GM Faces another Retiree Benefits Suit

June 22, 2011 ( - A group of 45 General Motors Co. salaried retirees have filed a lawsuit claiming the auto giant and Metropolitan Life Insurance Co. breached its contract when it slashed life insurance benefits.

When GM filed for bankruptcy it cut the amount of basic life insurance it offered retirees who joined GM before 1993 to $10,000. GM said retirees could buy additional insurance by enrolling in a voluntary life insurance program through MetLife, but they would have to pay for the extra coverage, the Detroit News reports. But during the first two years of participation in the program, the death benefits are equal to the amount of the premiums paid.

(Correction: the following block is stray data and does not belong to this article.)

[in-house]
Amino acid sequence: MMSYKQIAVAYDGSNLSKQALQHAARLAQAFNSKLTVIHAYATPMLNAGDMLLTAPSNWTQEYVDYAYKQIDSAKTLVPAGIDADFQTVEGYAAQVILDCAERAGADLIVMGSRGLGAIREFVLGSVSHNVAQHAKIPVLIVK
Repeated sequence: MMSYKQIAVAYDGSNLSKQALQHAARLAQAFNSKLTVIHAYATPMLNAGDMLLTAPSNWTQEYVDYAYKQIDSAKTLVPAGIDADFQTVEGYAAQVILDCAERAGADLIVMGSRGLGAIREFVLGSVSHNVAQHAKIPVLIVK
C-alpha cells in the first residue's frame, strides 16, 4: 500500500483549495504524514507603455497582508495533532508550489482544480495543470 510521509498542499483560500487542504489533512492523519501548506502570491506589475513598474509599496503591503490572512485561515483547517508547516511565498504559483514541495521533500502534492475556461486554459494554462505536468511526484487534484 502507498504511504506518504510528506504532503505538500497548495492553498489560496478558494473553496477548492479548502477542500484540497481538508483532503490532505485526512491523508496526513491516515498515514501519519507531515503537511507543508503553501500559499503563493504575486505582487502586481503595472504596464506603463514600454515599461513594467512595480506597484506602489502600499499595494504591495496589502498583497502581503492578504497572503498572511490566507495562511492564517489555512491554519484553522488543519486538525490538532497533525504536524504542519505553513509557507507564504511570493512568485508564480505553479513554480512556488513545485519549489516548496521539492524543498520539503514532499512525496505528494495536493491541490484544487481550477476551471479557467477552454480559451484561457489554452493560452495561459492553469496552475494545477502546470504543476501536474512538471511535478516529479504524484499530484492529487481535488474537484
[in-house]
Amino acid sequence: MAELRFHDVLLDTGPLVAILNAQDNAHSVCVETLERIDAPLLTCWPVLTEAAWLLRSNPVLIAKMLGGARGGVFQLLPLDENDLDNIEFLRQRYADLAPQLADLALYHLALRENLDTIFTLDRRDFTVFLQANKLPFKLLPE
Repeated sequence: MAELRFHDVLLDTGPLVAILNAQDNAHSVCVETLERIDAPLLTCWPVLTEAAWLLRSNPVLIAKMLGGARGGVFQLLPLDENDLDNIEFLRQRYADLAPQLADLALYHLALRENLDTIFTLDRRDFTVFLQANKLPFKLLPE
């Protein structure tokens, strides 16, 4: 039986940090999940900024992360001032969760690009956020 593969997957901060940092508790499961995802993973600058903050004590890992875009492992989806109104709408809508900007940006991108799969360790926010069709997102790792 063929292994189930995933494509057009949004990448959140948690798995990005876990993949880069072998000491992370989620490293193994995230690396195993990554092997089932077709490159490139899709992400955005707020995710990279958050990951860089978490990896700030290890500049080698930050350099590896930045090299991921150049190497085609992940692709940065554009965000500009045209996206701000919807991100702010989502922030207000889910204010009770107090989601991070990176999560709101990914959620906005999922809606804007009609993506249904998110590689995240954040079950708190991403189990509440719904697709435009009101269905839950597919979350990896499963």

The retirees claim that MetLife told them that their “continuing life insurance” coverage would “remain in effect for the rest of your life.” 

Some retirees lost $500,000 to $1 million in insurance policies when the value was reduced, said Andrew Rogers, a lawyer for the retirees, according to the news report. The suit says the reduced benefits are insufficient to cover even funeral and burial expenses and are “extreme and outrageous.”   

The retirees are seeking to reinstate the full value of their policies.   

The Detroit News said GM spokesman Jim Cain defended the company’s actions, saying “the right to modify or terminate employee benefits has always been an integral component of the plans themselves, as was frequently communicated to participants.”   

Last month, more than 100 former General Motors Corp. executives filed a lawsuit in federal court to recoup millions of dollars in pension benefits lost following GM’s bankruptcy (see Former GM Execs Suing over Retirement Benefits). Former GM Execs Suing over Retirement Benefits).